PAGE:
A few weeks ago, some of you may have read my article on RPC Inc. (RES) pertaining to its great value and potential for future growth. And although I thought and still think that RPC is an excellent company (especially at its current sub-$18 price), another company in a related sector has caught my eye. This stock is Brigham Exploration Company (BEXP), which is an exploration, development, and production company for oil and natural gas reserves, and it shows promising potential in a variety of different ways including earnings, management, and growth. Although profits took a major hit in 2008-2009 during the recession, they have since recovered and have been growing at a rapid pace. But due to the slump in stock price caused by recent turbulence in the market, it could be a perfect opportunity to acquire shares in the company at a sizeable discount.
First off, we can look at the company's finances, a place where Brigham stands out from the crowd. Year over year, immense growth can be seen in the net income section, where Q2 2010 had a net income of $18,473,000, and Q2 2011 had an astounding net income of $ 70,835,000, a YoY increase of 283%. In terms of earnings, the company has posted consecutively higher numbers for years, from an EPS of 0.13 in Q2 2010, to a 0.24 EPS in Q4 2010, to a 0.33 EPS last quarter (Q2 2011). Analysts have estimated a yearly EPS of 1.36 for 2011 and 2.34 for 2012. If these estimates turn out to be true, then the company could be much, much larger and profitable next year than it is today, with an EPS growth of 72% or more. And knowing that Brigham hasn't missed analyst expectations for years, and shows no signs of doing so soon, the 2.34 EPS and 72% EPS growth for 2012 could be an understatement. It all depends on whether or not you think the company can sustain its growth through new projects, production, and methods. These are vital to success, and are topics that Brigham appears to be working and making progress on.
Another major, if not the most important point in considering an oil exploration stock, is to make sure the company has the means and the will to continue to succeed in the future. During the latest conference call (Q2 2011), the company's current success and planned growth was emphasized. The speaker mentioned the key point that Brigham had drilled 79 consecutive North Dakota wells, each with an average IP (Initial Production) of 2,800 boe/d (barrels of oil equivalent per day). This average is quite impressive for the area, making them a key player. The company also has plans to construct almost 1400 to 2200 more wells than they already have, which indicates the company is just getting started with exploration, development, and production. According to numbers released by the company, a 6000 boe/d well could gross 8.7 million dollars, provide a rate of return at around 51%, and have a full return on investment in two years, which is much sooner than the life of the well, which is estimated at 25 years. If these numbers are true, then it would mean Brigham's larger wells could be looking at almost 23 years of making a solid profit, without any risk of losing money. The company also released a letter on September 23rd stating that they expected Q3 production values to be in the high range of what was expected, between 15,000 and 16,200 boe/d. With the company being so profitable at such a small size compared to its future outlook/drilling estimates, it makes one wonder how dangerous investing in the company could actually be. And the answer to this thought is that investing here is most likely not dangerous at all, but the risk should still be carefully assessed.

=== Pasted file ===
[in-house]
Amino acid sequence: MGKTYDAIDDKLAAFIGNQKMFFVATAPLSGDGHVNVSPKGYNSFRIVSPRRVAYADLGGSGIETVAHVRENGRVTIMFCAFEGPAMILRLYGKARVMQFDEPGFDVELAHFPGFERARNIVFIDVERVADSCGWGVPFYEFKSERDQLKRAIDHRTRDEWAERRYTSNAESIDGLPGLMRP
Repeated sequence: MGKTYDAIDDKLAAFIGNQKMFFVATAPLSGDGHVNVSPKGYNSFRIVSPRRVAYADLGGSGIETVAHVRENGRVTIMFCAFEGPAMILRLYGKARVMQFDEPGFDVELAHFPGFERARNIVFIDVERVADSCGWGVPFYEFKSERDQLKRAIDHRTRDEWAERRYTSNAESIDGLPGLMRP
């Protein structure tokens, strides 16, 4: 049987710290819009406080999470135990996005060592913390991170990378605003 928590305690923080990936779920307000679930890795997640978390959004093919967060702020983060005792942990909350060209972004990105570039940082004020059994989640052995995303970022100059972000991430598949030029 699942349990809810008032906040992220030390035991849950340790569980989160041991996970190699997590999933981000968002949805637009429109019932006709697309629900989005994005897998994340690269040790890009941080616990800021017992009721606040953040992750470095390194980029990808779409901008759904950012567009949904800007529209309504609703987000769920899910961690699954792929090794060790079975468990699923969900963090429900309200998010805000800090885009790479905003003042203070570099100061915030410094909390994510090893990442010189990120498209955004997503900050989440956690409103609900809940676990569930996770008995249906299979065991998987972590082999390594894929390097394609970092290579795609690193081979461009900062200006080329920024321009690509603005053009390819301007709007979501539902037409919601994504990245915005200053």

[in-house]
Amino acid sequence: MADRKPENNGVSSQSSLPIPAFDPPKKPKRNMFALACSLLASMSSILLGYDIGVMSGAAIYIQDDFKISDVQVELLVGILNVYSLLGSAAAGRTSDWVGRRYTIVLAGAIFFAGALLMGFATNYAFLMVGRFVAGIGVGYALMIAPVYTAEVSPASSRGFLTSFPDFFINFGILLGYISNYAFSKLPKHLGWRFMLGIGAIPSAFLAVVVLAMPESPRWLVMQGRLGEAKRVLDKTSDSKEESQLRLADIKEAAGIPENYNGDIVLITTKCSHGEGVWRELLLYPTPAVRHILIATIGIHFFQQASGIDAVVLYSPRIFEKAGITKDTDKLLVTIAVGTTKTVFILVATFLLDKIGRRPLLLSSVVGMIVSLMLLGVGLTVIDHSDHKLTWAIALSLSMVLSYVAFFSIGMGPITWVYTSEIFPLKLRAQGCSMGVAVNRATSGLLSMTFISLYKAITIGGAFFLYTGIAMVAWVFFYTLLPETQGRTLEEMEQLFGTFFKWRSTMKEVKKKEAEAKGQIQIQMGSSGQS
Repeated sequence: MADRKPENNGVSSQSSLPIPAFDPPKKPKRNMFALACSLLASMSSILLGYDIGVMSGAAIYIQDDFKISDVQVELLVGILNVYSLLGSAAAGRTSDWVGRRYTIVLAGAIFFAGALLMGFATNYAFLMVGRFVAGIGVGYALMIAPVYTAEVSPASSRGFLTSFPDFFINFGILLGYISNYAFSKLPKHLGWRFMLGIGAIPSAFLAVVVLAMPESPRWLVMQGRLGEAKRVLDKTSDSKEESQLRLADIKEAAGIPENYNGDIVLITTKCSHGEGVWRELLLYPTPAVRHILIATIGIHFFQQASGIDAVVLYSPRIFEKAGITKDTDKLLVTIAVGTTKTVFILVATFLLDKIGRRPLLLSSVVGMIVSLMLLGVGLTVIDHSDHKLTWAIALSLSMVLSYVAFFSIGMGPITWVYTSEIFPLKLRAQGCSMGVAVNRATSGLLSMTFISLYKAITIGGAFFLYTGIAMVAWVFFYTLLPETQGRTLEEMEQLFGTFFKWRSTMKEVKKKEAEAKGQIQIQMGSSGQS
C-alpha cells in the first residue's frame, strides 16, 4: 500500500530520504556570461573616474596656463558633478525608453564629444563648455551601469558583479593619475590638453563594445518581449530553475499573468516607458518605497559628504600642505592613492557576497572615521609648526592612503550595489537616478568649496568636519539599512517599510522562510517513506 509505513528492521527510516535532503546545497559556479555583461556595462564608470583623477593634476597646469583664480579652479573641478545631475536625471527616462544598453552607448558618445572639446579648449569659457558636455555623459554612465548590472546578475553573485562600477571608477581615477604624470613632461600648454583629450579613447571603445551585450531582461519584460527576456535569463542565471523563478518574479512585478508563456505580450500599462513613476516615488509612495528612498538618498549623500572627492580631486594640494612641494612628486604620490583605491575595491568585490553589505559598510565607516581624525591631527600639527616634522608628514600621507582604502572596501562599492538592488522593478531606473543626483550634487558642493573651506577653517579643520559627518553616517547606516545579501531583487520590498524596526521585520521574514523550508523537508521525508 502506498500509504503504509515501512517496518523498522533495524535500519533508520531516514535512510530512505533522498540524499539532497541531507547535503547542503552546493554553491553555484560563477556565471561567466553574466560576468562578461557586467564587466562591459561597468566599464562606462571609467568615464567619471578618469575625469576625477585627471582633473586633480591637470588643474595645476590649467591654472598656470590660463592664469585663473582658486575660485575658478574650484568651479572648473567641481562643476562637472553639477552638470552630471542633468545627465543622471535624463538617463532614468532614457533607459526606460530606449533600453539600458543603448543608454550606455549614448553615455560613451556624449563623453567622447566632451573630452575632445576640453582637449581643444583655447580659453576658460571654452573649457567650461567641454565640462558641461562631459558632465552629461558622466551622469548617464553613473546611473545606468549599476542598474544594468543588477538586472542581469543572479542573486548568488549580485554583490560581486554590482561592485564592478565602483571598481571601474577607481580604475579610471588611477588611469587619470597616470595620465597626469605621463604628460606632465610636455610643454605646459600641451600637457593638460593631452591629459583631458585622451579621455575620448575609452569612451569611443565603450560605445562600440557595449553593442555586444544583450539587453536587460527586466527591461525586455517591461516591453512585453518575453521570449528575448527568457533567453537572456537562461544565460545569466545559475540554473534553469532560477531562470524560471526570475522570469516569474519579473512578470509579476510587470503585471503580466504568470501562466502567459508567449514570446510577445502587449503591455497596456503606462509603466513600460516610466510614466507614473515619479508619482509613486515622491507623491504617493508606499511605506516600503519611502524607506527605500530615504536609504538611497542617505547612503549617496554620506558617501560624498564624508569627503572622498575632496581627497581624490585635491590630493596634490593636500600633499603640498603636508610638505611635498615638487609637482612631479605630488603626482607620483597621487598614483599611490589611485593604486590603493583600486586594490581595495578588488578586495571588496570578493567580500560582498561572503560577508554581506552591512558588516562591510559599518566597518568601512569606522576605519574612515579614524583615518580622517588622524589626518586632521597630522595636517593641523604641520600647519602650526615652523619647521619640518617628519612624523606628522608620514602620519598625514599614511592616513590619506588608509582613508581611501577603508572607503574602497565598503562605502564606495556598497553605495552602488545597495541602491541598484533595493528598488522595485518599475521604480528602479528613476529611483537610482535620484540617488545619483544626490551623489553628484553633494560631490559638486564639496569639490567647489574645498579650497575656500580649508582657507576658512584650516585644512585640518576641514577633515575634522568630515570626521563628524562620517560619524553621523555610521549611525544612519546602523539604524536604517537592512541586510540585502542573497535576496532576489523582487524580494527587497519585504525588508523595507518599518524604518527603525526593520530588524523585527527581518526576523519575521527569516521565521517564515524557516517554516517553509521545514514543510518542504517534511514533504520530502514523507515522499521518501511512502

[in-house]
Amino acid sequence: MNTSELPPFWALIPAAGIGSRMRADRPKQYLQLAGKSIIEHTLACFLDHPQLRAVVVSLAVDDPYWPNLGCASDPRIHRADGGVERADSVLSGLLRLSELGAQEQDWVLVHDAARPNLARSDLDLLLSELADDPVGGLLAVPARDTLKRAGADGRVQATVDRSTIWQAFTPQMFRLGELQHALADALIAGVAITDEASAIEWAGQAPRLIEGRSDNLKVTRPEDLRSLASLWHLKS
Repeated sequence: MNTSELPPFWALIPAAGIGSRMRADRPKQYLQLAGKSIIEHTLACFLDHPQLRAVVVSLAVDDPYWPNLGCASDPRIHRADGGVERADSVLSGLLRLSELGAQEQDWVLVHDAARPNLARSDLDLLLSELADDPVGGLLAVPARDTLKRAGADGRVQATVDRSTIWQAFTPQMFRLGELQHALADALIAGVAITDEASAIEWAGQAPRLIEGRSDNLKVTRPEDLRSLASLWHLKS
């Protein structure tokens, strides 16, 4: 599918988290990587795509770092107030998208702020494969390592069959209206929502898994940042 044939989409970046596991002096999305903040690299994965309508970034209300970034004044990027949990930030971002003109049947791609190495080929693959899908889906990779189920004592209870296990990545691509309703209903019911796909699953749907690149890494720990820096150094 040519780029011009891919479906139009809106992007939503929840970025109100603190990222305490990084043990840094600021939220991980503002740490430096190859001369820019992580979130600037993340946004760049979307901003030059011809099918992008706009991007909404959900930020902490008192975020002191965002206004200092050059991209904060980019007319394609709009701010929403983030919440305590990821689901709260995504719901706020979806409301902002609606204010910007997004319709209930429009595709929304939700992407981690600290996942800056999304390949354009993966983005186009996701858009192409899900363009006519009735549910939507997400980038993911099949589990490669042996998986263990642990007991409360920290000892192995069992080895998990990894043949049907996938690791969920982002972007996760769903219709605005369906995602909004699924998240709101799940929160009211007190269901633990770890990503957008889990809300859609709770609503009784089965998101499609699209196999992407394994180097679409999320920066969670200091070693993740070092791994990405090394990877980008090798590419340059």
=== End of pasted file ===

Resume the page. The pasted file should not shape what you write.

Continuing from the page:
The cons sheet for Brigham is almost completely empty. It was assumed that weather (snow, rain, and flooding) may have an impact on Brigham's production levels and their finances as well, but these assumptions never turned out to be true. At a P/E of 35, some of Brigham's future growth may already be factored into the stock price, but not anywhere near all of it. Other than this, the company looks great in terms of technology, management, and finances. Many other companies operating in the area such as Continental Resources (CLR) and Whiting Petroleum Corporation (WLL) show similar signs of success and point towards future growth, but neither have the same steady earnings nor the financial growth that Brigham exhibits. Over the past few months, the company has received a slew of price target updates. Piper Jaffray (PJC) set a $31 price target and maintained an "overweight" rating; Deutsche Bank (DB) set a $37 price target and a "hold" rating; Raymond James (RJF) upgraded shares from "outperform" to a "strong buy" and Stiefel Nicolaus upgraded the company from a "hold" to a "buy" rating and added a $35 price target. This seems to imply that analysts are beginning to realize the true future valuation of the company and what effect this could have on the stock price.
In conclusion, the future valuation seems to be well worth the price you could pay for the stock today. But in the short to mid-term, the stock price could be rather unpredictable and could present a riskier play. Just because the company has blowout earnings, great management, and evolving technology doesn't necessarily mean the price will always go up. Although I do believe that if you're entering in for the long-term, Brigham Exploration could be an excellent company, but if you do plan on buying in for the short-term, be prepared for the unexpected. With turbulence and uncertainty in the market and the recent dip in stock price, you can't be too sure of what's to come next.